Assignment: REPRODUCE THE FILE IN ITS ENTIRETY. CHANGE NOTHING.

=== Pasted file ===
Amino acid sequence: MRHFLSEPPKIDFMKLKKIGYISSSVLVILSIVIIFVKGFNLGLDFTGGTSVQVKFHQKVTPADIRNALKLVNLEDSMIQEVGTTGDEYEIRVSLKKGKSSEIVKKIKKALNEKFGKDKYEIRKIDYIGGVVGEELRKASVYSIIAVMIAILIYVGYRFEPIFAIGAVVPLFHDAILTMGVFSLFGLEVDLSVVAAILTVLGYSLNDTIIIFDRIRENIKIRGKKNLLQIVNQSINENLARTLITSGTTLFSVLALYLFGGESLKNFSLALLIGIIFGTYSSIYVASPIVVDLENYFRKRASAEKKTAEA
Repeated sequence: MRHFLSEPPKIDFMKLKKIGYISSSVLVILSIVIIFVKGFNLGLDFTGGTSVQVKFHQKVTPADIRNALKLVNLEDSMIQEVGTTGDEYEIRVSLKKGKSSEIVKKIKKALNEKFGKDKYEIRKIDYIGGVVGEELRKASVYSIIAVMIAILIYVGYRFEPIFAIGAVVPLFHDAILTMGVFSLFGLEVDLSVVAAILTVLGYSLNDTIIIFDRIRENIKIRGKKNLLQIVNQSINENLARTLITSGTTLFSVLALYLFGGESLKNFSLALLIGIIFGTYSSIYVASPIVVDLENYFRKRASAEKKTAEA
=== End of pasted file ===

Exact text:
Amino acid sequence: MRHFLSEPPKIDFMKLKKIGYISSSVLVILSIVIIFVKGFNLGLDFTGGTSVQVKFHQKVTPADIRNALKLVNLEDSMIQEVGTTGDEYEIRVSLKKGKSSEIVKKIKKALNEKFGKDKYEIRKIDYIGGVVGEELRKASVYSIIAVMIAILIYVGYRFEPIFAIGAVVPLFHDAILTMGVFSLFGLEVDLSVVAAILTVLGYSLNDTIIIFDRIRENIKIRGKKNLLQIVNQSINENLARTLITSGTTLFSVLALYLFGGESLKNFSLALLIGIIFGTYSSIYVASPIVVDLENYFRKRASAEKKTAEA
Repeated sequence: MRHFLSEPPKIDFMKLKKIGYISSSVLVILSIVIIFVKGFNLGLDFTGGTSVQVKFHQKVTPADIRNALKLVNLEDSMIQEVGTTGDEYEIRVSLKKGKSSEIVKKIKKALNEKFGKDKYEIRKIDYIGGVVGEELRKASVYSIIAVMIAILIYVGYRFEPIFAIGAVVPLFHDAILTMGVFSLFGLEVDLSVVAAILTVLGYSLNDTIIIFDRIRENIKIRGKKNLLQIVNQSINENLARTLITSGTTLFSVLALYLFGGESLKNFSLALLIGIIFGTYSSIYVASPIVVDLENYFRKRASAEKKTAEA